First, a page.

Everything is so aseptic

The first time I had a notion that this country had an obsession with hygiene and asepsis (the absence of bacteria, viruses, and other microorganisms) came when, many years ago, I heard of a girl who visited my country of origin, contracted hand washinghepatitis A and died from it.

I’d seen many of my friends becoming a little yellowish, nauseous and feverish for a few days and then getting better after just resting, following a low-fat diet that consisted mostly of sweets (“melado”) and fat-free cheese. How could it be then, I asked myself, that somebody would die of that kind of very benign hepatitis? My mother said that it was because the “Americans” were so much into disinfecting everything, that they didn’t have a very strong immune system. And maybe she was right.

After living in the U.S. for about 15 years, I have seen people wiping their hands with sanitizer (washing hands is better!) after and before  they walk into the supermarket, after somebody sneezes or after they have visited a friend at the hospital.  New moms won’t allow anybody to touch their babies. There are warning signs everywhere recommending not to sneeze into your hands but on your arm instead, etc. People in the U.S. have grown fond of  chlorine and disinfectants. Just visit any supermarket and see all the different brands that offer sanitation, disinfection and germ-free options. Hand-sanitizer breaks have become a routing in schools, and children are taught to cough or sneeze into their elbow, God forbid! not into their hands. It’s illegal to serve uncooked meats at a restaurant or to sell raw milk.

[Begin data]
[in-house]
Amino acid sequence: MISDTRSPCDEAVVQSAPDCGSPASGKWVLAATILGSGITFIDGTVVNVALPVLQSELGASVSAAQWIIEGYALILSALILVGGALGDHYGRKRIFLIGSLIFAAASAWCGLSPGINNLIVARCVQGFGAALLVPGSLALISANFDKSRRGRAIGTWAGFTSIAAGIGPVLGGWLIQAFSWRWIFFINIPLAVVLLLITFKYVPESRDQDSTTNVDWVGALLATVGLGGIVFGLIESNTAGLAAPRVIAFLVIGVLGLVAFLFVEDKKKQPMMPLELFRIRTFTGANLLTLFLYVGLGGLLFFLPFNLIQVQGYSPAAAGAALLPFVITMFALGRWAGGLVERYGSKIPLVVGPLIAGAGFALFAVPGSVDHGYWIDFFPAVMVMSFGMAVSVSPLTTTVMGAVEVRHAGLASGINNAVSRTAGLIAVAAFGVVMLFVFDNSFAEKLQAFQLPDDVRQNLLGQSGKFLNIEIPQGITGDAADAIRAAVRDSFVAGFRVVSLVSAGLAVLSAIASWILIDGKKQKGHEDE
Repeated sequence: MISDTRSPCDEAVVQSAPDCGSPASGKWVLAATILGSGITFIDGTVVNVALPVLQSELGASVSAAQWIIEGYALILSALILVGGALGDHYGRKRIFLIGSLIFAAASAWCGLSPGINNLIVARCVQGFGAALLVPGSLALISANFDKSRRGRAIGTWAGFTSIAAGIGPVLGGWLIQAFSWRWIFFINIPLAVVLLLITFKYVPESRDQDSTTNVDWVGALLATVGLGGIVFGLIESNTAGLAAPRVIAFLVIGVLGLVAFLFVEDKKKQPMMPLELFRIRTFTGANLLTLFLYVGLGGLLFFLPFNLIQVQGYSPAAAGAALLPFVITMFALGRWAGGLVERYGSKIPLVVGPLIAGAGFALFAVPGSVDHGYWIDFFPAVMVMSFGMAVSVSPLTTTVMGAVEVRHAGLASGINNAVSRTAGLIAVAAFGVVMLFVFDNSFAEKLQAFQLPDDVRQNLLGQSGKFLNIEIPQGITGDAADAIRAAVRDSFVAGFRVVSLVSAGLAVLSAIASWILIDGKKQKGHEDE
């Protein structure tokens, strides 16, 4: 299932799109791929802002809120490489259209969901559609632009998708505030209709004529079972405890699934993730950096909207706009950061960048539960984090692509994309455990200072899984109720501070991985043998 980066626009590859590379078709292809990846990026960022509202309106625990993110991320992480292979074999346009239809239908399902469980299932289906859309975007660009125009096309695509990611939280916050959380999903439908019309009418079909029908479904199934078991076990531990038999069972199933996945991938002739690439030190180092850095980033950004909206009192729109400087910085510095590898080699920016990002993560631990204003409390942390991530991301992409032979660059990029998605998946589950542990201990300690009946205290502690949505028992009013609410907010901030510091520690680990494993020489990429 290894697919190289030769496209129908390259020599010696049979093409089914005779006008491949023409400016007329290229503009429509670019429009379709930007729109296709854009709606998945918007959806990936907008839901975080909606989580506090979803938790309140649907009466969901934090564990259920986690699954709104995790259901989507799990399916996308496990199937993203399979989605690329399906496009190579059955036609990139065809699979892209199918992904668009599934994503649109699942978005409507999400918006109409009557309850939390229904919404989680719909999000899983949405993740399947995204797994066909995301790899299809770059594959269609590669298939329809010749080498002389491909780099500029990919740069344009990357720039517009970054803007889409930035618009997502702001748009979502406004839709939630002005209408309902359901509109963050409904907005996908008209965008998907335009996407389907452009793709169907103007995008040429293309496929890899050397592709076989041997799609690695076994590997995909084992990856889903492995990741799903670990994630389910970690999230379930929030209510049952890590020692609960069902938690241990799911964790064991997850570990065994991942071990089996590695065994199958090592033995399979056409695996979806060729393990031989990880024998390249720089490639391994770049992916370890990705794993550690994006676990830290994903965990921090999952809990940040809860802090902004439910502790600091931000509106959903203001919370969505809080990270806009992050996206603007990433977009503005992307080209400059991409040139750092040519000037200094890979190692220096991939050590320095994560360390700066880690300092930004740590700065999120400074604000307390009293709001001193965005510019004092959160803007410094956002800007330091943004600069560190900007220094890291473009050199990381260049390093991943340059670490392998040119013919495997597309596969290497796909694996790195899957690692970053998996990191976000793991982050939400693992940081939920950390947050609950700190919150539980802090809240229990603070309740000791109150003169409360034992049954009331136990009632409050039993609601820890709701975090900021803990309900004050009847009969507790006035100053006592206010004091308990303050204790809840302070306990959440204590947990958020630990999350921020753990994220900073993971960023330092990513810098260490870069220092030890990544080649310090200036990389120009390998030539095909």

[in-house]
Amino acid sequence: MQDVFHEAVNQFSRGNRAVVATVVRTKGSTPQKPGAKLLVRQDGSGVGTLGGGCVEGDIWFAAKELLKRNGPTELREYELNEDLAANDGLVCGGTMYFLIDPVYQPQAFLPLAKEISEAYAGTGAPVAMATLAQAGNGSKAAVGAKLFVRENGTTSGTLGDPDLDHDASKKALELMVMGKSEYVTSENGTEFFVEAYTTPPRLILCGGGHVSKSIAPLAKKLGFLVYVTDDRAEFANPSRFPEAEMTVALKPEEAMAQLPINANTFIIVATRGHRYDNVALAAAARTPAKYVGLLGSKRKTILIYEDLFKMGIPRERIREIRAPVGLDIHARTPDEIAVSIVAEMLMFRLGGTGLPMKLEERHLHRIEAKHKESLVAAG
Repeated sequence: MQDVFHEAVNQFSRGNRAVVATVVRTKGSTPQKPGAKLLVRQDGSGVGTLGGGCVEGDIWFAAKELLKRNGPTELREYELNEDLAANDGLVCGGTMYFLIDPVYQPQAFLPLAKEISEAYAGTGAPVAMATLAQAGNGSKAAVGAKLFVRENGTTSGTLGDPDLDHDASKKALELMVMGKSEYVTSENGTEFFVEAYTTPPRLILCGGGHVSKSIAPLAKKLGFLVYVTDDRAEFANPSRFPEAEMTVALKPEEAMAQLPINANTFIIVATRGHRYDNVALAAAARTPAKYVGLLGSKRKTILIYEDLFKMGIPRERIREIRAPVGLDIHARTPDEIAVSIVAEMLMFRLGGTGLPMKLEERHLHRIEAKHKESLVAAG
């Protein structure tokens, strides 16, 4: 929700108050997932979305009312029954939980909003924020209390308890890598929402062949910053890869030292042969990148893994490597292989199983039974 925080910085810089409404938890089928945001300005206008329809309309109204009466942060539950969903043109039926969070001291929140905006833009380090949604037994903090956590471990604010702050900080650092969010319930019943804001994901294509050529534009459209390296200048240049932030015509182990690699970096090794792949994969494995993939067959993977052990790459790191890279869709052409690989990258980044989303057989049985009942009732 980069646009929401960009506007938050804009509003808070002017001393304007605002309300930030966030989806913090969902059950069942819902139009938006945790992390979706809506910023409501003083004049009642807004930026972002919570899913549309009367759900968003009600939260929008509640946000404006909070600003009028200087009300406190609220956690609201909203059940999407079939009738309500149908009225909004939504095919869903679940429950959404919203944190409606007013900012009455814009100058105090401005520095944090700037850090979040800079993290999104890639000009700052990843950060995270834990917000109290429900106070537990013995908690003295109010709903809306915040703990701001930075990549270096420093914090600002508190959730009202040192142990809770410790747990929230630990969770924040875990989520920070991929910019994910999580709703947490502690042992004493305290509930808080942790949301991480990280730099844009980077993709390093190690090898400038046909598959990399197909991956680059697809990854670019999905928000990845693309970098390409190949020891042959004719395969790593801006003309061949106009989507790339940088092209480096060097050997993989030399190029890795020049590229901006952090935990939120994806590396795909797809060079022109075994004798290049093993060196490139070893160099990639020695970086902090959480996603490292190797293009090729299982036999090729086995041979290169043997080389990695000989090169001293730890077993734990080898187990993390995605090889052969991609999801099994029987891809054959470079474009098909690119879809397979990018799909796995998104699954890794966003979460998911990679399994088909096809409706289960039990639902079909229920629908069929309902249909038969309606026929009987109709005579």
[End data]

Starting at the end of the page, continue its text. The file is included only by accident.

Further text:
Another consequence of the germophobia is excessive vaccination (which has turned out as a wonderful business for Big Pharma). The U.S. children are among the most vaccinated children in the world. While in 1953, the CDC recommended 16 doses of 4 vaccines (smallpox, DPT) between two months and age six, presently it recommends 49 doses of 14 vaccines between day of birth and age six and 69 doses of 16 vaccines between birth and age 18.

And other businesses also profit from the germophobia: disposable hospital stuff, napkins, forks, plates and cups… We’re turning the whole planet into a dump because of this disposing mania.

I am not of course discussing the benefits of cleanliness or prevention of infectious diseases. Hygiene is very important. I am aware of stories such as that of Typhoid Mary, who in the 19th century was identified as an asymptomatic carrier of Salmonella (bacteria that causes the potentially lethal Thyphoid fever) and presumably infected 50 people during her many years as a cook. Thus, yes, I want at least the cooks and other people to manipulate my food to wash their hands after they go to the bathroom.

However, it puzzles me that while a person might wipe her hands once and again with sanitizer – to the point of absorbing enough alcohol that I bet you they would get a “legally intoxicated” reading in the breathalizer – this person might not be inclined to keep a neat living space… I’ve seen their undone laundry piling up and their kitchens brooding roaches, ants and rodents.

Now, people have extended their obsession with asepsia to their mental and spiritual dimensions of their beings, but that would be the subject of another piece.

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